Sildenafil and Exercise Capacity in Heart Failure
Abstract & Commentary
By Jonathan Abrams, MD, Professor of Medicine, Division of Cardiology, University of New Mexico, Albuquerque; Dr. Abrams serves on the speaker's bureau for Merck, Pfizer, and Parke-Davis
Source: Lewis GD, et al. Sildenafil improves exercise capacity and quality of life in patients with systolic heart failure and secondary pulmonary hypertension. Circulation. 2007;116:1555-1562.
An interesting therapeutic concept that has been put into clinical practice in the past several years is the use of nitric oxide donors for pulmonary hypertension. This report assesses subjects with significant pulmonary hypertension and with severe left ventricular failure and right ventricular dysfunction. Sildenafil (SIL), better known as Viagra, is a selective inhibitor of the PDE, which is "the predominate PDE isoform responsible for hydrolysis of intracellular cGMP in the pulmonary vasculature." This group previously reported a 6-month study of SIL in heart failure patients with pulmonary hypertension and normal LV function, with favorable results on exercise capacity in subjects given SIL in a double blind protocol. The present trial evaluates the effectiveness of SIL in patients with pulmonary hypertension related to impaired left ventricular systolic function (EF < 0.4) and class II-IV chronic heart failure on standard CHF therapy. Pulmonary hypertension was defined by a mean PA pressure of > 25. Thirty-four subjects were entered into the protocol and randomized to 50 mg of placebo or SIL 3 times daily for 12 weeks.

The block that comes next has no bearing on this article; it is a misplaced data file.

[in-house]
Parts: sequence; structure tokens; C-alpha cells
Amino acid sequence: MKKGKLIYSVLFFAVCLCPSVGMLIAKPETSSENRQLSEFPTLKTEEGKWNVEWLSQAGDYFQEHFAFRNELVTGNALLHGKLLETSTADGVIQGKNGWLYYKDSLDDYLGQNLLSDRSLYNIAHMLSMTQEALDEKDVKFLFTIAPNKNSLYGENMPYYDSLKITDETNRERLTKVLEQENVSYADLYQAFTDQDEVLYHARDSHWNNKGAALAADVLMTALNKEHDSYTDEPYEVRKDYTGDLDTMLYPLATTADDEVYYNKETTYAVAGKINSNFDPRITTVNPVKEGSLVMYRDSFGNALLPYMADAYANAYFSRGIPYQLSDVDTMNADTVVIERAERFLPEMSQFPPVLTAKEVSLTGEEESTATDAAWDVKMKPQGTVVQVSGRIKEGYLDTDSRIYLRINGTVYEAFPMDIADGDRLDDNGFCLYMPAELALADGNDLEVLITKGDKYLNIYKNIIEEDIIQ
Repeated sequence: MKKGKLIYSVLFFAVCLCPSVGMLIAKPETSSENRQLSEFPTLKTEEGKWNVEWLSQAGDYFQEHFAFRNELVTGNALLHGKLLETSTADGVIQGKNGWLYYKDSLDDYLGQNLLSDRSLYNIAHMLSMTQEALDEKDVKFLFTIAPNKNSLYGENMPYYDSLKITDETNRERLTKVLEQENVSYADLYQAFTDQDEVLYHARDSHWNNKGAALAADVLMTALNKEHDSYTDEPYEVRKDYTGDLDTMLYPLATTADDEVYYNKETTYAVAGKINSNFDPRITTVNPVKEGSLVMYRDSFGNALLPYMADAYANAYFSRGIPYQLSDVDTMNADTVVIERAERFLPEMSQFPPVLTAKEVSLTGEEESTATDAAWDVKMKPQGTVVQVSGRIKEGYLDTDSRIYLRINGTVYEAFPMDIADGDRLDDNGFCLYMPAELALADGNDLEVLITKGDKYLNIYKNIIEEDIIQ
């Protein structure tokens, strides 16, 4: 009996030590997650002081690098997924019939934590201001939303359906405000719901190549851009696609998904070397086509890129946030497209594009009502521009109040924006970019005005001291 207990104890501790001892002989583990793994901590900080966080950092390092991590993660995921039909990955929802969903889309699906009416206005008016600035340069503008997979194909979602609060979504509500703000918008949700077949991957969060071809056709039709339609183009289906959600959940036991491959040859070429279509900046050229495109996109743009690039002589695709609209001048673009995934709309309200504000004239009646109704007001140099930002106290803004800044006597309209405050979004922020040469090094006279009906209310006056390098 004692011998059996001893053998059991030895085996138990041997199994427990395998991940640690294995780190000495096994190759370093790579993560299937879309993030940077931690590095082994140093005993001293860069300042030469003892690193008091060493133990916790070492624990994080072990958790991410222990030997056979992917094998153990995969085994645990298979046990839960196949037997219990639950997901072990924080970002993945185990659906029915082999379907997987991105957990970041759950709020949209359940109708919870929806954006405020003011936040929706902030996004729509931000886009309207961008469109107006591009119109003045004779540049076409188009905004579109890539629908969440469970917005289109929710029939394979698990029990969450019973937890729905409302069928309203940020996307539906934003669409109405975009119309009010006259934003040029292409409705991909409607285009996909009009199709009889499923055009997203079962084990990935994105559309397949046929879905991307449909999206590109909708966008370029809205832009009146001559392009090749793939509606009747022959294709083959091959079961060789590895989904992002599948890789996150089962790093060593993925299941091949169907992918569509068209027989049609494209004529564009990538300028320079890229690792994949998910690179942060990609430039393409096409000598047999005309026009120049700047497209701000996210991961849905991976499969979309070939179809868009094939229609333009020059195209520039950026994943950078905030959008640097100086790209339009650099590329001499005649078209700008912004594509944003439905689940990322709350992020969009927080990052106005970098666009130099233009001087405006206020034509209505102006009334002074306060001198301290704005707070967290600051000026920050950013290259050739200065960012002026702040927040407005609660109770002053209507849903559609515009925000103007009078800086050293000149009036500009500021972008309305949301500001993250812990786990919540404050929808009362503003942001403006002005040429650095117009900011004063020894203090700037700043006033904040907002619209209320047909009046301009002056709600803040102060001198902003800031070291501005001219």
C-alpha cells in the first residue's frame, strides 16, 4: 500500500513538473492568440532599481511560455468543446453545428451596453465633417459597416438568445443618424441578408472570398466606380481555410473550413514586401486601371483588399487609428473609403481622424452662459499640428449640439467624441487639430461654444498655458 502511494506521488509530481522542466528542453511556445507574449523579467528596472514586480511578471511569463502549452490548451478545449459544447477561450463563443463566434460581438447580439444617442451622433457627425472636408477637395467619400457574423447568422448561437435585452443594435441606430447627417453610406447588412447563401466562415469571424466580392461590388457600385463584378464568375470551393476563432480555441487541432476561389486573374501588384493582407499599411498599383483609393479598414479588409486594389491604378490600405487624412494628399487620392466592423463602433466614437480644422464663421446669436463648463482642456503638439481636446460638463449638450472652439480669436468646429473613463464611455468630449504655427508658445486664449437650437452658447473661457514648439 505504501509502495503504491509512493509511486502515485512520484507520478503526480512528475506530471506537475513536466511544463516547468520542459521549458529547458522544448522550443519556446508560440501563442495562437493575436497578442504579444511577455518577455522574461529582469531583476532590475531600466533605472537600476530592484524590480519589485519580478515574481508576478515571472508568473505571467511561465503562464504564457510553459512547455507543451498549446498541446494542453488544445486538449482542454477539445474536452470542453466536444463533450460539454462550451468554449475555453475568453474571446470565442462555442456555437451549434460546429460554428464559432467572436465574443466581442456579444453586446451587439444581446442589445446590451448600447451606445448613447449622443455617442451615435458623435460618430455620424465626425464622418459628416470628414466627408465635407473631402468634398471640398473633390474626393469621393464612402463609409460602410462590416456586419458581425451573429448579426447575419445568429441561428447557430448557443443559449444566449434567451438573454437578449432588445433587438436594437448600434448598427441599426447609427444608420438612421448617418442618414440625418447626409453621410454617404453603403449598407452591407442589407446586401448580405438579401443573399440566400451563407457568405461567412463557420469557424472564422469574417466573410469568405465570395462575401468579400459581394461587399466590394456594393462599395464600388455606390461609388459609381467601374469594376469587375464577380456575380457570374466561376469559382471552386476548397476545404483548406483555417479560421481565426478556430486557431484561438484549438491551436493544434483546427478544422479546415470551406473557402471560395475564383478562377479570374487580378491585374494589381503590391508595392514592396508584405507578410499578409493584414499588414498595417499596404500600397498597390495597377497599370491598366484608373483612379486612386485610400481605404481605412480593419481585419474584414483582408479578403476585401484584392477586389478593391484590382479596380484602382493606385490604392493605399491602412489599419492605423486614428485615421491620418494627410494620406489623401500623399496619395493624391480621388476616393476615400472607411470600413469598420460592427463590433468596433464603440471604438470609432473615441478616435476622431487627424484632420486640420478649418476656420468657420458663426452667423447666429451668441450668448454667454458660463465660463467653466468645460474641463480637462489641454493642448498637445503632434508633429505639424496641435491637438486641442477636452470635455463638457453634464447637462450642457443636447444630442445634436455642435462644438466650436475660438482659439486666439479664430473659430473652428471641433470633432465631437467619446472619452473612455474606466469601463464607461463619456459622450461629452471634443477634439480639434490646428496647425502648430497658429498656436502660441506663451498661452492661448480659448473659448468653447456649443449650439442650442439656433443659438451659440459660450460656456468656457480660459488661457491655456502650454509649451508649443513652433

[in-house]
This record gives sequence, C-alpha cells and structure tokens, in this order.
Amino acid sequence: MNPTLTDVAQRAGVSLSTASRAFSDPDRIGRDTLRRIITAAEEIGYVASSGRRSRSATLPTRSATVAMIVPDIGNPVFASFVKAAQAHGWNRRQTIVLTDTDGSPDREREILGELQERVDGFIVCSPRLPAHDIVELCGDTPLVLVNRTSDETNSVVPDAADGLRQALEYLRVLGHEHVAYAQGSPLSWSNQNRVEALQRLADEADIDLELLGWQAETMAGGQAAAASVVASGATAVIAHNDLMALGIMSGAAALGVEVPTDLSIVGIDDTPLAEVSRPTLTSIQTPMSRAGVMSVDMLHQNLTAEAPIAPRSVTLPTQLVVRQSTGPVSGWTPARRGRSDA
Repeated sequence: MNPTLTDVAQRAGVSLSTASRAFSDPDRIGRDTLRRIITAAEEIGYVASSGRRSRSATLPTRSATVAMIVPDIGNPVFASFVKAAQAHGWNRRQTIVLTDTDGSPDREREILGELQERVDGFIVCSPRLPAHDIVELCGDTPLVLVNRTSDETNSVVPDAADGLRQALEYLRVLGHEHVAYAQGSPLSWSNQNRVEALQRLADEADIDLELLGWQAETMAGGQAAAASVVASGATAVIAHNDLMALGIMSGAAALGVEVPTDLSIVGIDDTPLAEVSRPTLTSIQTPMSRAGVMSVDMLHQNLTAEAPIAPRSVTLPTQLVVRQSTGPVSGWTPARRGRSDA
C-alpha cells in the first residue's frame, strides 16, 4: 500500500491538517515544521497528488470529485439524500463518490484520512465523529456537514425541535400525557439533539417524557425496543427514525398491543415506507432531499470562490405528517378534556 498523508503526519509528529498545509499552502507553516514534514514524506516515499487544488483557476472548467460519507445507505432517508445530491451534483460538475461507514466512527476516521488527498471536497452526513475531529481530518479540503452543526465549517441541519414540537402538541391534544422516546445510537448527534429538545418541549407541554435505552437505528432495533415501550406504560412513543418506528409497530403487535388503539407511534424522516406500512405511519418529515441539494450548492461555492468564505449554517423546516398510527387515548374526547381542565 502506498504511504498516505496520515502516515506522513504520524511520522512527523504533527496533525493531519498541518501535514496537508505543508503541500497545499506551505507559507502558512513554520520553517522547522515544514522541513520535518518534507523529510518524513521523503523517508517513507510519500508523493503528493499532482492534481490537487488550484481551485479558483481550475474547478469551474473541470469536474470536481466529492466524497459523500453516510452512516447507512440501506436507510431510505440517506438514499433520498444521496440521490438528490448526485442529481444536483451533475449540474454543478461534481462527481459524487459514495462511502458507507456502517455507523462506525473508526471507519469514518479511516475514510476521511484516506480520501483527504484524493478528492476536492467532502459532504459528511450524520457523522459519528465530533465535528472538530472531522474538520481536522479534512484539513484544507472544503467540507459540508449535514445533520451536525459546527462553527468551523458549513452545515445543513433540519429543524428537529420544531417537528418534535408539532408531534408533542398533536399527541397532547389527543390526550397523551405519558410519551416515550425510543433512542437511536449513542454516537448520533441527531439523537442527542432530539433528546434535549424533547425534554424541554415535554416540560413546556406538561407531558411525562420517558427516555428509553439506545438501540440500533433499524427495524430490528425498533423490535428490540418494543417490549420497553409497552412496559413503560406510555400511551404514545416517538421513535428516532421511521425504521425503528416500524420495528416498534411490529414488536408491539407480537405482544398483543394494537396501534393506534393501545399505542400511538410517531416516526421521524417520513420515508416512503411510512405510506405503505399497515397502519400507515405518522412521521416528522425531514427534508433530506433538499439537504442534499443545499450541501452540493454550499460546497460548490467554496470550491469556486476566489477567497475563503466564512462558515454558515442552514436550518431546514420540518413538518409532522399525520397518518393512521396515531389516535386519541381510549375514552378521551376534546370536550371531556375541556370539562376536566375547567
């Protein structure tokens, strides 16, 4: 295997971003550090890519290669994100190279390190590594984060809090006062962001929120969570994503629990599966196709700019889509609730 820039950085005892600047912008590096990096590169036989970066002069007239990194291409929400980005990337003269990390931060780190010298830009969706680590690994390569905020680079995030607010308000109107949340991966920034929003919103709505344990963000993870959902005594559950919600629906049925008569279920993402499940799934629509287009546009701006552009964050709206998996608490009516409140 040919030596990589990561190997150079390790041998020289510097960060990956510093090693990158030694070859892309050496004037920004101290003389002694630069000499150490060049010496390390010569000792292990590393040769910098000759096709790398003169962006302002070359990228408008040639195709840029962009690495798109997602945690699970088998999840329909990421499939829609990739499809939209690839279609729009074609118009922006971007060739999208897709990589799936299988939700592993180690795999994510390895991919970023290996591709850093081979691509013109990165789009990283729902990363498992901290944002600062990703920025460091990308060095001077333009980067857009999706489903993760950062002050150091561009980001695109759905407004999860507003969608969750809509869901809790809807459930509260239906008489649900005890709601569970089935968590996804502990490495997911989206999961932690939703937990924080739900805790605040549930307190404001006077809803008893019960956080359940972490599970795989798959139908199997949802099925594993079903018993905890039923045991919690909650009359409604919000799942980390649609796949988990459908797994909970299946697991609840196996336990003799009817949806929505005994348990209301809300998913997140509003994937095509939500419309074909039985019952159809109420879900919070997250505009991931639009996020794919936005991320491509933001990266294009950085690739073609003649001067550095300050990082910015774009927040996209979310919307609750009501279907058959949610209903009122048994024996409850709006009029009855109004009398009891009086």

A wide variety of measurements were made, including right heart catheterization, blood gas, respiratory gas exchange during exercise, oxygen uptake, carbon dioxide output, respiratory gas exchange ratio, right-sided intra-cardiac pressures and cardiac output. Systemic and pulmonary vascular resistance was calculated. Exercise testing was measured by cardiopulmonary exercise testing with upright cycle ergometry and respiratory gas exchange. Rest and exercise first pass radionuclide ventriculography of the right and left ventricle was carried out both before and during exercise. The ejection fraction of each ventricle was calculated by standard nuclear techniques, as were LV end RV and diastolic volumes. A robust statistical analysis was utilized.
Results: Baseline cardiopulmonary testing was similar in the active SIL and placebo. Several patients required up titration of diuretics. All patients surpassed their anaerobic threshold and achieved reparatory exchange ratios over 1.0, consistent with maximum exercise effort. The primary outcome, Vo2 at peak exercise increased in SIL patients (12.2 ± 0.7 to 13.9 ± 1.0); placebo patients had no change in Vo2. Cardiac output increased, only in the SIL group, whose peak Vo2 correlated directly with the baseline resting PVR and RVEF. An improvement in RVEF in the SIL group was observed at rest and during exercise; placebo patients had no change. Neither group received any effect on LVEF or LV diastolic volume.
Hemodynamic Measurements: The SIL patient had a decrease in resting PVR and PVR/SVR that was statistically significant, but there was no change in systemic and pulmonary artery pressures, wedge pressure, or cardiac index. PVR at peak in exercise with SIL fell by 23 ± 6%, P = 0.008 vs baseline, with an increased peak exercise cardiac output vs baseline.